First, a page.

F. Response of criminals

  1. It is interesting that Jesus was crucified between two criminals, giving them equal access to Him. At first, both criminals also mocked Jesus, but at some point one recognized the uniqueness of Jesus. Describe their two responses which are typical of all people.
  2. What was Jesus’ response to the repentant, believing criminal?
  3. How does this prove that salvation is by grace alone through faith alone, not deserved and not of works? (Was this man able to be baptized, or to right wrongs he had done, or to do good deeds to help pay for his salvation? Is there any place for pride or must one become humble before God?)

 

DAY THREE: Jesus pays total price for sin. (Luke 23:44-56)3

 

A. Jesus pays the spiritual price.

  1. Romans 6:23 says, “the wages of sin is death…” Second Corinthians 5:21 says, “God made Him who had no sin to be sin for us…” Death might be understood as “separation,” with spiritual death being separation from God.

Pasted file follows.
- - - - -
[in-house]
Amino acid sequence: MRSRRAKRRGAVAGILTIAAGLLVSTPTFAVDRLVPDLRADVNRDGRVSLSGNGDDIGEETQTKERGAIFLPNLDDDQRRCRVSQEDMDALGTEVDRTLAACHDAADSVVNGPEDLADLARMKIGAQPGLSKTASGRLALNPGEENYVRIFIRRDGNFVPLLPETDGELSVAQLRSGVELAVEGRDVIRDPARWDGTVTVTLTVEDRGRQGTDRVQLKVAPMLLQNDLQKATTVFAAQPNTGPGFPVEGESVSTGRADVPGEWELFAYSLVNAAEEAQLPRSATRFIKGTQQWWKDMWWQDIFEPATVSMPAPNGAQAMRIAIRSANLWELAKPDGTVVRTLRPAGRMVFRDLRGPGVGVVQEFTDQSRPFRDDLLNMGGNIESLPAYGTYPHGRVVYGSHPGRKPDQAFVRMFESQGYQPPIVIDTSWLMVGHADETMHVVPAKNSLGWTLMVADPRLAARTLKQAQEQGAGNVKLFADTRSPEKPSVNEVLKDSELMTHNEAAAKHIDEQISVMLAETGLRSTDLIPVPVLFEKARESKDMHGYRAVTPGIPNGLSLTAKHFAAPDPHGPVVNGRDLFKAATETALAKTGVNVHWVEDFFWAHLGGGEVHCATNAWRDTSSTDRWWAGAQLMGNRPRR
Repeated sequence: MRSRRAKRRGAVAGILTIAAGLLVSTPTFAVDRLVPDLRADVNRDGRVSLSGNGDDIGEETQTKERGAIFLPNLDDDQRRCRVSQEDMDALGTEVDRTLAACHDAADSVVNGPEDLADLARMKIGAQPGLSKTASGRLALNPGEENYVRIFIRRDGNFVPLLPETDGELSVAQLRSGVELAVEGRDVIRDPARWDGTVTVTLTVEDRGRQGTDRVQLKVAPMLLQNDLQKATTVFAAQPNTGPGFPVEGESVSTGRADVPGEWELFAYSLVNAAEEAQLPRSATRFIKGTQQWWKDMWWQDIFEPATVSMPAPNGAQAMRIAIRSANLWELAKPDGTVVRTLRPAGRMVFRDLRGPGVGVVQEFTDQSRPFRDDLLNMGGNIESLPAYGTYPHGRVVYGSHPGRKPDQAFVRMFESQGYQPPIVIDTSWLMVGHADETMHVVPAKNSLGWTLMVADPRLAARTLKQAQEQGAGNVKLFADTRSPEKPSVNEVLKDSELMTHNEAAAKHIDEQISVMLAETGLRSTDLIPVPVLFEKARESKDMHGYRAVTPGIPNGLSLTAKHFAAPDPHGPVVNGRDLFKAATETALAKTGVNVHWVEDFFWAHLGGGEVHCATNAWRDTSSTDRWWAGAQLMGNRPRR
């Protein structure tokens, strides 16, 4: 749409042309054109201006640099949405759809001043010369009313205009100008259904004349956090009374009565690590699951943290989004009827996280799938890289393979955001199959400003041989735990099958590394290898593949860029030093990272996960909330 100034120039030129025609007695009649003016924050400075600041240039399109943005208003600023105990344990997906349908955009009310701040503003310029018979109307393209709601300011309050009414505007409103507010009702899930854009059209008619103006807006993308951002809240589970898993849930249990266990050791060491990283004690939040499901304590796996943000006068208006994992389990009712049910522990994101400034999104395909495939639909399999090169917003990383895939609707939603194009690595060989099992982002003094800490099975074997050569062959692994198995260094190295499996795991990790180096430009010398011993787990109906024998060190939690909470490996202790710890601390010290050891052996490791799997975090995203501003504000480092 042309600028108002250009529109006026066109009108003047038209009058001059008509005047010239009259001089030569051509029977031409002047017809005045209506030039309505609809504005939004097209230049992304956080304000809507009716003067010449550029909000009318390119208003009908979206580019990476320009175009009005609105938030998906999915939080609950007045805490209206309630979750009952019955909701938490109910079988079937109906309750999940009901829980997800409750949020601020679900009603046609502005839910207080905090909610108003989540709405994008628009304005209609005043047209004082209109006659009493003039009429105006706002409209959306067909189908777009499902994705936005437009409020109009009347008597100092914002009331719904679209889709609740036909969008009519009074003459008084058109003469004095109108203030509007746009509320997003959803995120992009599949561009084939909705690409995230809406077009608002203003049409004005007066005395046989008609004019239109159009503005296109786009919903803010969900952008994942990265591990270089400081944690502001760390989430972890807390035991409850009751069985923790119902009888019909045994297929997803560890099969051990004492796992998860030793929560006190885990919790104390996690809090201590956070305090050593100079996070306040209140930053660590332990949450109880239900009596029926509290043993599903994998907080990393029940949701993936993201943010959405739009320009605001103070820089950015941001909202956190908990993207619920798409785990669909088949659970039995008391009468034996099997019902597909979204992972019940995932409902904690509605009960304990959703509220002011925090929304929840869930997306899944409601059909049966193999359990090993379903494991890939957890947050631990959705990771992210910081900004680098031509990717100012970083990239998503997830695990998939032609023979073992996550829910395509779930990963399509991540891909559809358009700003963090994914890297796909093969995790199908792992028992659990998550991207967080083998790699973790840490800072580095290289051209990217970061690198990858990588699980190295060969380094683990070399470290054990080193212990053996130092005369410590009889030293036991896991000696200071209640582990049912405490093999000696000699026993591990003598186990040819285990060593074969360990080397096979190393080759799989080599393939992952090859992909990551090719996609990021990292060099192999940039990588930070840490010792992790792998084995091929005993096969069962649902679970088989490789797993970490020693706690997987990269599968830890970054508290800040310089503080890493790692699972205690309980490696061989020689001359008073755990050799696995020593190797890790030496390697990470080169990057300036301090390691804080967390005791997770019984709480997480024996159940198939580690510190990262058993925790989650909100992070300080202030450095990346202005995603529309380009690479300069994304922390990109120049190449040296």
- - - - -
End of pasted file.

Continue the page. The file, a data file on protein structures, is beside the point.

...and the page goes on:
2. Compare verses 44-45 with Mark 15:33-34. How does this prove that Jesus experienced spiritual death on the cross before He died physically?
  3. Read John 19:30. The word Jesus used was a business term which meant that a debt was paid in full. How does this prove that there is nothing we need to add to gain salvation?
  4. Comparing verse 46 with Matthew 27:50-51 gives further proof as it demonstrates that Jesus’ sacrifice gave us direct access to God through faith in Him. (Also Hebrews 10:19-22)

 

B. Jesus pays the physical price.

  1. Physical death is the separation of the soul from the body. There are those who make irrational claims that Jesus merely swooned. What evidence do you see for Jesus’ physical death in John 19:31-37?
  2. Luke 23:46 shows Jesus voluntarily giving His life for us. He didn’t die as a martyr. His life wasn’t taken from Him. Jesus’ words in verse 46 quoted Psalm 31:5, and show the confidence Jesus had in His Father as He died. We who are trusting in Jesus can have that same confidence.
  3. Why did Jesus willingly die for you and me? (John 3:16; Matthew 26:42) Yes, Jesus loves me, but even more than that He loved and obeyed the Father. Is that true for you and me?